The Rise of Mercado Libre
Marcos Galperin, a graduate of Stanford Graduate School of Business, founded Mercado Libre in 1999 with a vision to build an e-commerce company focused on serving the nascent but fast- growing Spanish and Portuguese-speaking markets in Latin America. In the spirit of a Silicon Valley start-up, the company was started in a garage in Buenos Aires. By 2006, Mercado Libre hosted the largest online trading platform in Latin America. Just prior to the company’s 2007 IPO, Mercado Libre achieved what eluded most internet start-ups―profit. It had recorded $52 million in revenues and $1.1 million net income for the full year in 2006. The IPO itself raised $289 million.
By 2019 Mercado Libre was largest online commerce ecosystem in Latin America based on unique visitors and page views. It operated in 18 countries across Latin America: Brazil, Argentina, Mexico, Chile, Colombia, Peru, Uruguay, Venezuela, Bolivia, Costa Rica, Dominican Republic, Ecuador, Guatemala, Honduras, Nicaragua, Panama, Paraguay and El Salvador.
Over the past 20 years, Mercado Libre had developed a diversified business model, one aimed at boosting electronic commerce. With the Mercado Libre Marketplace as the hub and engine, the company developed additional business units to provide payment solutions, logistics, financing, advertising and software services. The Mercado Libre ecosystem was designed to provide users with a complete portfolio of services to facilitate commercial transactions and to provide buyers and sellers with an environment that fostered the development of a large e-commerce community in Latin America, a region with distinctive cultural and geographic challenges.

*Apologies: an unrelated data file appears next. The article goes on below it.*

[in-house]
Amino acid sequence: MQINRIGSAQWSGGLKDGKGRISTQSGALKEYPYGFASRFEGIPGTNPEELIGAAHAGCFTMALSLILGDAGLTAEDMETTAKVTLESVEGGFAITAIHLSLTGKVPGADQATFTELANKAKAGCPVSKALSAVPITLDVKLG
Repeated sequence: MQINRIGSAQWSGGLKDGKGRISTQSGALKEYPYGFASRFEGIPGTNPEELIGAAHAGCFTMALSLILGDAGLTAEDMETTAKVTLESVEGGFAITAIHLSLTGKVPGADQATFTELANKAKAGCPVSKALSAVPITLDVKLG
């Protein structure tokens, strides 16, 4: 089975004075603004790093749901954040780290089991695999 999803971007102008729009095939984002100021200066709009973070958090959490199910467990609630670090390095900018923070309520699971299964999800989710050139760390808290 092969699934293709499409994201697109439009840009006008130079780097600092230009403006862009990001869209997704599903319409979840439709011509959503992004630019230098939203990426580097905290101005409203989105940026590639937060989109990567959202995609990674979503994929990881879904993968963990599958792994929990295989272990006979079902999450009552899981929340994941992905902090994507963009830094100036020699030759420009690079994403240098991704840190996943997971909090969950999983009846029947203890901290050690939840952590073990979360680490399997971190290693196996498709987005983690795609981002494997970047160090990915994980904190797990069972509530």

Mercado Libre had penetrated Latin America; however, Mercado Libre faced a formidable competitor – Amazon. Amazon entered Latin America in 2012 and was rapidly expanding.
Galperin wanted to be the leader in retailer and financial service provider in Latin America. To do this, especially with Amazon’s rapid expansion, Galperin anticipated that Mercado Libre would likely lose money in the short-term as it increased expenditures.
Galperin and his team were playing the long game. He hoped investors would recognize this, and that, in the long-term, the investments and expenses of today would lead to increased profits and the solidification of their market position in the long-term.